By Derek Loosvelt
If you’re a manager, business owner, or C-suite executive and still finding it hard to know what to say or write in the wake of the death of George Floyd and ensuing protests, you’ll want to take a look at the letter Boston Scientific sent to its employees last week.
What sets Boston Scientific’s letter apart from most other corporate responses to the incident and anti-racists protests is it calls for its employees to take specific action, rather than merely denouncing Floyd’s death. Even the title of the letter is a call to action of sorts: “An Open Letter from Boston Scientific Leadership on Standing Up to Intolerance and Racism.”
Below is a breakdown of the letter, perhaps helping you to craft your own verbal or written response to George Floyd’s death and the protests that it has spawned.
Address the incident
The Boston Scientific letter’s opening paragraphs address George Floyd’s death head-on, getting straight to the point, describing the death in detail with no sugarcoating: “George Floyd, a black man, died in Minneapolis after being handcuffed and pinned to the ground by the knee of a white law enforcement official.”
Then, the letter describes the implications of Floyd’s death and what it’s emblematic of: “George Floyd’s death reflects deeply ingrained, long-standing divisions in our society. And it comes at a time when the pandemic has given rise to hate and xenophobia around the world, with rampant acts of violence across the nation, and the spread of misinformation, racial stereotyping and fear.”
Beginning like this sends a message right away that the writer (or writers) of the letter is taking this matter seriously and is not looking to mince words.
Tell your team why you’re compelled to speak out
After acknowledging Floyd’s death and its implications, Boston Scientific’s letter clearly lays out why it’s being written: “As an executive committee, we feel compelled to condemn injustice and discrimination and to reaffirm our commitment to live by our values and cultivate a workplace that makes equality, diversity and openness priorities—a workplace that sets an example for the greater community.”
A statement like this affirms the firm’s values; expresses support for employees at a time when so many are hurting, grieving, upset, heartbroken, enraged; and commits, in writing, to creating (or continuing to create) a truly inclusive culture.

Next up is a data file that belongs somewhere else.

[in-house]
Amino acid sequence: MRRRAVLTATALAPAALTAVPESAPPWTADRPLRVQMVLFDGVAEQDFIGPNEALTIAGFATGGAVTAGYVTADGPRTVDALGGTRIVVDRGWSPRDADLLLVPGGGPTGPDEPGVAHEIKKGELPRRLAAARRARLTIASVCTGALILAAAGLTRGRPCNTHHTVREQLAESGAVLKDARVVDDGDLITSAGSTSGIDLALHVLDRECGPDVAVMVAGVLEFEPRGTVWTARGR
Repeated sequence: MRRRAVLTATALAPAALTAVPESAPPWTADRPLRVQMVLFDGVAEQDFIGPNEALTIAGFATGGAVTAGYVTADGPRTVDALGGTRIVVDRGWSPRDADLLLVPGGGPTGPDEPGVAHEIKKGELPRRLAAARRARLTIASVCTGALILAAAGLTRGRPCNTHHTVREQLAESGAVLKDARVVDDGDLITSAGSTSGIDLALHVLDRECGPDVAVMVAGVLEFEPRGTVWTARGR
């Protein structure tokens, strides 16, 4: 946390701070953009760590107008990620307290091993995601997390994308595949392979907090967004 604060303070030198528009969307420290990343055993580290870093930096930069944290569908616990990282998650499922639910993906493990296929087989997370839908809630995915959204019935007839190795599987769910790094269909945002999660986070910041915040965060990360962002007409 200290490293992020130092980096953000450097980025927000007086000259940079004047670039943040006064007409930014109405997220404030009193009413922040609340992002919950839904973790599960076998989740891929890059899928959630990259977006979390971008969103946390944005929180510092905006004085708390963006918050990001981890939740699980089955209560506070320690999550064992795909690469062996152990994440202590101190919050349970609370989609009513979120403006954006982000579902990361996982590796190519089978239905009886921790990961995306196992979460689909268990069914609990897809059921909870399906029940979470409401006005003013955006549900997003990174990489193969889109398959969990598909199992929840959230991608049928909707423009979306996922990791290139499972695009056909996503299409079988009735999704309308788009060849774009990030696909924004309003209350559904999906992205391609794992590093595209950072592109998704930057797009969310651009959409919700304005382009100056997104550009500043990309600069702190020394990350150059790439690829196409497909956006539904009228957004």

Give your team concrete actions to take
At the heart of Boston Scientific’s letter, and what sets it apart from others, are three specific actions employees can take now to fight systemic racism:
- “Speak up when you experience or witness intolerance, mistreatment or bias in action. No matter what the issue, say something. If you don’t know what to say, start by asking, ‘What did you mean by that?’ Listen, then respond calmly based on facts. Saying nothing when such instances arise condones the discrimination or microaggression.
- Create an inclusive environment for everyone. Seek different perspectives, and respect points of view and communication styles that are different from your own.
- Process your feelings. Tragedies like this can feel traumatizing, especially for members of marginalized groups. Talking to friends and loved ones can help. Boston Scientific also makes mental health resources available for times when you may need more support through a dedicated employee well-being website and other places.”
Giving a team actions like these to take is a bold move in a letter, but bold is what’s needed now. Bold is what employees want to hear. Bold is what employees want to be. Bold is what employees want in an employer, especially at this time.
Collectively sign off
Most company statements on the death of George Floyd have been signed by one individual: typically the company’s CEO. But Boston Scientific’s is signed by 16 individuals: its entire executive committee. What makes this so powerful and much more meaningful than a single signature is this: It signals to employees that the letter is not just the position of the faceless company or of one individual but many individuals, sending the message that its meaning reaches to every corner (or, at least, many corners) of the company.
Originally posted on Vault